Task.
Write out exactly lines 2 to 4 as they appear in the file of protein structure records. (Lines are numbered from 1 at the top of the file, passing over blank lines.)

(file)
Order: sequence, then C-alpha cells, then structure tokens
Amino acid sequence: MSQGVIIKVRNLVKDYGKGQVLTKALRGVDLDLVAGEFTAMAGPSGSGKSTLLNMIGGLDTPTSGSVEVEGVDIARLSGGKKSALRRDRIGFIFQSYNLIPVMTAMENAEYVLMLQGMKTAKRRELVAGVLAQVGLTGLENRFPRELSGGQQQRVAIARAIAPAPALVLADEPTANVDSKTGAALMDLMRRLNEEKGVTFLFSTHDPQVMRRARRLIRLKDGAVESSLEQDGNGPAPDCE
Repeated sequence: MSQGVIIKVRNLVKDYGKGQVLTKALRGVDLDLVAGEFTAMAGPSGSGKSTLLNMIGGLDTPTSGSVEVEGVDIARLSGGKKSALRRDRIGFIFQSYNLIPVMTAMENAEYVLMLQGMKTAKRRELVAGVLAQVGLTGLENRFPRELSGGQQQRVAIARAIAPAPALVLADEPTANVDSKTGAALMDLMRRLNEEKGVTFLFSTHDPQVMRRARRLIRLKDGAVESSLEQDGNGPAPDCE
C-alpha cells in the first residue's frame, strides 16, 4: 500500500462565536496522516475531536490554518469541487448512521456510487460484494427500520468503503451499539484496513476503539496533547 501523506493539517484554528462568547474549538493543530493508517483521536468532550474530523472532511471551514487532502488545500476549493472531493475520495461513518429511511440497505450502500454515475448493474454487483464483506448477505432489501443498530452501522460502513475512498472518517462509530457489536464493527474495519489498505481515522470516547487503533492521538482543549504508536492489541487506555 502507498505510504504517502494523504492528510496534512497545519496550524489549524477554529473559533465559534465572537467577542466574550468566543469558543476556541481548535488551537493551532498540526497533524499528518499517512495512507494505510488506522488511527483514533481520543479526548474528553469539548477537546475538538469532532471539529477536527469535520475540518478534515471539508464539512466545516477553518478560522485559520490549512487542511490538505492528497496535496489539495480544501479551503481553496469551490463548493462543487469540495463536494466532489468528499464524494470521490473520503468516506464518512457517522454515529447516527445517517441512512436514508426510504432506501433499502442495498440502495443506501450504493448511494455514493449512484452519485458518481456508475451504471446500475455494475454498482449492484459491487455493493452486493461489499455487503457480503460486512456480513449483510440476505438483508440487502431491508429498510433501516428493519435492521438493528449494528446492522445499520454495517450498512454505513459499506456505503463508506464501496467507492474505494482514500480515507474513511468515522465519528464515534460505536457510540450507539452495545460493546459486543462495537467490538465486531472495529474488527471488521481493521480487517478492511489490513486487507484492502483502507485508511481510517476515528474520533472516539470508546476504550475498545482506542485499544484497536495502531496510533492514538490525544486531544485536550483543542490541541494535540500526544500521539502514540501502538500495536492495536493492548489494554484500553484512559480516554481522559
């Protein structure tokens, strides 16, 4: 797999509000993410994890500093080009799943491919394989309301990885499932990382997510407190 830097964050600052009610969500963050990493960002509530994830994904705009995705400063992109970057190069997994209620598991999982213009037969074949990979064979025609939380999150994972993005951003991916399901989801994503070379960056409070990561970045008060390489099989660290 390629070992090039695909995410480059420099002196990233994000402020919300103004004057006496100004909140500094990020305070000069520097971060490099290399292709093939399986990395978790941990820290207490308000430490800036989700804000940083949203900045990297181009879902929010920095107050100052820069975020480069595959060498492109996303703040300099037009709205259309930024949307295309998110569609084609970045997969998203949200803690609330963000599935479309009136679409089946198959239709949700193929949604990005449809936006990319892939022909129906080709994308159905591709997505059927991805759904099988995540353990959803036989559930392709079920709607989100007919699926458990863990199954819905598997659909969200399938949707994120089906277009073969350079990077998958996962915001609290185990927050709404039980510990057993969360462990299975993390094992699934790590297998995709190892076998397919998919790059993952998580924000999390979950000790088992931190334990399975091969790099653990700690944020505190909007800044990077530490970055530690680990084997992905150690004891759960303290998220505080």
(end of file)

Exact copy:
Amino acid sequence: MSQGVIIKVRNLVKDYGKGQVLTKALRGVDLDLVAGEFTAMAGPSGSGKSTLLNMIGGLDTPTSGSVEVEGVDIARLSGGKKSALRRDRIGFIFQSYNLIPVMTAMENAEYVLMLQGMKTAKRRELVAGVLAQVGLTGLENRFPRELSGGQQQRVAIARAIAPAPALVLADEPTANVDSKTGAALMDLMRRLNEEKGVTFLFSTHDPQVMRRARRLIRLKDGAVESSLEQDGNGPAPDCE
Repeated sequence: MSQGVIIKVRNLVKDYGKGQVLTKALRGVDLDLVAGEFTAMAGPSGSGKSTLLNMIGGLDTPTSGSVEVEGVDIARLSGGKKSALRRDRIGFIFQSYNLIPVMTAMENAEYVLMLQGMKTAKRRELVAGVLAQVGLTGLENRFPRELSGGQQQRVAIARAIAPAPALVLADEPTANVDSKTGAALMDLMRRLNEEKGVTFLFSTHDPQVMRRARRLIRLKDGAVESSLEQDGNGPAPDCE
C-alpha cells in the first residue's frame, strides 16, 4: 500500500462565536496522516475531536490554518469541487448512521456510487460484494427500520468503503451499539484496513476503539496533547 501523506493539517484554528462568547474549538493543530493508517483521536468532550474530523472532511471551514487532502488545500476549493472531493475520495461513518429511511440497505450502500454515475448493474454487483464483506448477505432489501443498530452501522460502513475512498472518517462509530457489536464493527474495519489498505481515522470516547487503533492521538482543549504508536492489541487506555 502507498505510504504517502494523504492528510496534512497545519496550524489549524477554529473559533465559534465572537467577542466574550468566543469558543476556541481548535488551537493551532498540526497533524499528518499517512495512507494505510488506522488511527483514533481520543479526548474528553469539548477537546475538538469532532471539529477536527469535520475540518478534515471539508464539512466545516477553518478560522485559520490549512487542511490538505492528497496535496489539495480544501479551503481553496469551490463548493462543487469540495463536494466532489468528499464524494470521490473520503468516506464518512457517522454515529447516527445517517441512512436514508426510504432506501433499502442495498440502495443506501450504493448511494455514493449512484452519485458518481456508475451504471446500475455494475454498482449492484459491487455493493452486493461489499455487503457480503460486512456480513449483510440476505438483508440487502431491508429498510433501516428493519435492521438493528449494528446492522445499520454495517450498512454505513459499506456505503463508506464501496467507492474505494482514500480515507474513511468515522465519528464515534460505536457510540450507539452495545460493546459486543462495537467490538465486531472495529474488527471488521481493521480487517478492511489490513486487507484492502483502507485508511481510517476515528474520533472516539470508546476504550475498545482506542485499544484497536495502531496510533492514538490525544486531544485536550483543542490541541494535540500526544500521539502514540501502538500495536492495536493492548489494554484500553484512559480516554481522559